A cohort of 917 men with newly diagnosed M1 disease was recruited to the control arm in the specified interval. Median follow-up was 20 mo. Median age at randomisation was 66 yr (interquartile range [IQR]: 61–71), and median prostate-specific antigen level was 112 ng/ml (IQR: 34–373). Most men (n = 574; 62%) had bone-only metastases, whereas 237 (26%) had both bone and soft tissue metastases; soft tissue metastasis was found mainly in distant lymph nodes. There were 238 deaths, 202 (85%) from PCa. Median FFS was 11 mo; 2-yr FFS was 29% (95% CI, 25–33). Median OS was 42 mo; 2-yr OS was 72% (95% CI, 68–76). Survival time was influenced by performance status, age, Gleason score, and metastases distribution. Median survival after FFS event was 22 mo. Trial eligibility criteria meant men were younger and fitter than general PCa population.

Conclusions

Survival remains disappointing in men presenting with M1 disease who are started on only long-term ADT, despite active treatments being available at first failure of ADT. Importantly, men with M1 disease now spend the majority of their remaining life in a state of castration-resistant relapse.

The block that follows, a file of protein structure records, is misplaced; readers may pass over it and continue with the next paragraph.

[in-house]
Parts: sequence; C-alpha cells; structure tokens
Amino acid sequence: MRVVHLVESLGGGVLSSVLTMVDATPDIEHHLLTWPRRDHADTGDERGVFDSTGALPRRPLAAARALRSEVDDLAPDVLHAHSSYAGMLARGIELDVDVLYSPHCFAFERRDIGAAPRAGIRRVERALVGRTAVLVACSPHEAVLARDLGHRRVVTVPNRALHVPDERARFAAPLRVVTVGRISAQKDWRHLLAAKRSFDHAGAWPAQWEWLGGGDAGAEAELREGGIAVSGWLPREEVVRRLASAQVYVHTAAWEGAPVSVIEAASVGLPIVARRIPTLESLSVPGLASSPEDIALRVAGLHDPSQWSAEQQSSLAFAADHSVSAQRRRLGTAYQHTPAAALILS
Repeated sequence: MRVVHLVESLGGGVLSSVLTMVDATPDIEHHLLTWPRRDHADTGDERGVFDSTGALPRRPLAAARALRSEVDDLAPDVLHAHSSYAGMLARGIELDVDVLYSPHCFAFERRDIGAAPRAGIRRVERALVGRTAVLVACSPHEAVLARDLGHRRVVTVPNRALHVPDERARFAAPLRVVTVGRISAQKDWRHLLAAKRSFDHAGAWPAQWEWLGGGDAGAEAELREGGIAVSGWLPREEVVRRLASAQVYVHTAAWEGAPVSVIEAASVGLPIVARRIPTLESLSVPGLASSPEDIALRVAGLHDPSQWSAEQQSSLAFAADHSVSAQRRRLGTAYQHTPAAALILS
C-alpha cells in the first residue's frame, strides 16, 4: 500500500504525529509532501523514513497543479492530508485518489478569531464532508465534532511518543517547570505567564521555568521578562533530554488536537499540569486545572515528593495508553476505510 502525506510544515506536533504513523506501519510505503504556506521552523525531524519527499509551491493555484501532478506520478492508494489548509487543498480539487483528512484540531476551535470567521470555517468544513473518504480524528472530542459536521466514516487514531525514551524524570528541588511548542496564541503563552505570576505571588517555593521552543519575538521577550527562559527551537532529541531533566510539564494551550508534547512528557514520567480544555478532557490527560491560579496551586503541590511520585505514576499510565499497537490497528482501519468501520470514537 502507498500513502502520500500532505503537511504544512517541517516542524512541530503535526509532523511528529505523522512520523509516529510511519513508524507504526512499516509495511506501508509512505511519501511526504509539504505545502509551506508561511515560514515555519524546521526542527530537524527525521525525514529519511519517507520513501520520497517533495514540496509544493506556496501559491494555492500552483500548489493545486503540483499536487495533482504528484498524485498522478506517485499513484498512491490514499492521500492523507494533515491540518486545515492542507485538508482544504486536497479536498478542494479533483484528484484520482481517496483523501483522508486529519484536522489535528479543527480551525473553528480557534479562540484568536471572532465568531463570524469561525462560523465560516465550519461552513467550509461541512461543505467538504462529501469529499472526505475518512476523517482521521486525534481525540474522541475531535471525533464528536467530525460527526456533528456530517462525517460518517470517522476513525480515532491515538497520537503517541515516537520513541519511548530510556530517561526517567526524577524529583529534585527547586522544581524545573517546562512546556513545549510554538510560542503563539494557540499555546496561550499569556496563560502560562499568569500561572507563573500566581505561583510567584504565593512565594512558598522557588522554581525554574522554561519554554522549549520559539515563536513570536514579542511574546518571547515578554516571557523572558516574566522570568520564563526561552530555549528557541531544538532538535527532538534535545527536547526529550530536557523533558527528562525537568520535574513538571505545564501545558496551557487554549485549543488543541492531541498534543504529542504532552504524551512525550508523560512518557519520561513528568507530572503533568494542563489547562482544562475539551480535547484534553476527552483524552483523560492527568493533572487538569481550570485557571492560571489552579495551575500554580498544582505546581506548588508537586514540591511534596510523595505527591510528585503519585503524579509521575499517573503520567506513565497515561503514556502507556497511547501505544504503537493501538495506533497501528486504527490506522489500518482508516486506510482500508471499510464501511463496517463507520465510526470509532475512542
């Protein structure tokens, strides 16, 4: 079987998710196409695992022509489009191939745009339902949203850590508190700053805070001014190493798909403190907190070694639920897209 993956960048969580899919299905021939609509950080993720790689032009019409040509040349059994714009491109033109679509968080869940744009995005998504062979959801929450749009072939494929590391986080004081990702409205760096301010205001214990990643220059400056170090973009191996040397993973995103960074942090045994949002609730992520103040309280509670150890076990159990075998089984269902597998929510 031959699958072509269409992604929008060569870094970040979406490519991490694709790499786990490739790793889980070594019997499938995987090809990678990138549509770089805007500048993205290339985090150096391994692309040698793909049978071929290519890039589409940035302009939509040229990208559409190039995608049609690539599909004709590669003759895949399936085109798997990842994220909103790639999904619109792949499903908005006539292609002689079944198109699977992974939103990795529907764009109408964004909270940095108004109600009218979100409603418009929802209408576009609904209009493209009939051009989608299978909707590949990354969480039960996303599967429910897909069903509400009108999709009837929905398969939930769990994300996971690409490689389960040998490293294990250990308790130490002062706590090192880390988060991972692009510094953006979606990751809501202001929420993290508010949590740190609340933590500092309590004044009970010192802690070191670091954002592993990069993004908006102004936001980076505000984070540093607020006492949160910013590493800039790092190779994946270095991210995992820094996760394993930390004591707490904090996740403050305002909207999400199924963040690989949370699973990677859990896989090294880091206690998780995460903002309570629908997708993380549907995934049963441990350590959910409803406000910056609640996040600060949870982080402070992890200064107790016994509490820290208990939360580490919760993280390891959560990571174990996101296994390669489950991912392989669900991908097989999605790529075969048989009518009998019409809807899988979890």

Patient summary

Results from this control arm cohort found survival is relatively short and highly influenced by patient age, fitness, and where prostate cancer has spread in the body.

Take Home Message

Data from the control arm of the STAMPEDE trial show that survival remains poor, particularly for younger men with bony metastatic prostate cancer. Men spend substantial time in a castration-resistant relapse state. New approaches are urgently needed. These data will help plan new randomised comparisons in this setting.

Keywords: Prostate cancer, Natural history, Survival, Time to progression, Control arm cohort, Hormone-naïve, Metastatic, Prognostic factors, Prospective data.

1. Introduction

The Systemic Therapy in Advancing or Metastatic Prostate Cancer: Evaluation of Drug Efficacy: A Multi-Stage Multi-Arm Randomised Controlled Trial (STAMPEDE) started recruiting in October 2005. It recruits men with either newly diagnosed metastatic (M1), high-risk localised, or node-positive (N+) prostate cancer (PCa). The trial tests the addition of further treatments to androgen deprivation therapy (ADT), including docetaxel, zoledronic acid, celecoxib, abiraterone, enzalutamide, and (among newly diagnosed M1 patients only) radiotherapy, using a multiarm, multistage design. Research arms have recruited at overlapping times, but the control arm has been consistently ADT alone and recruited throughout [1] .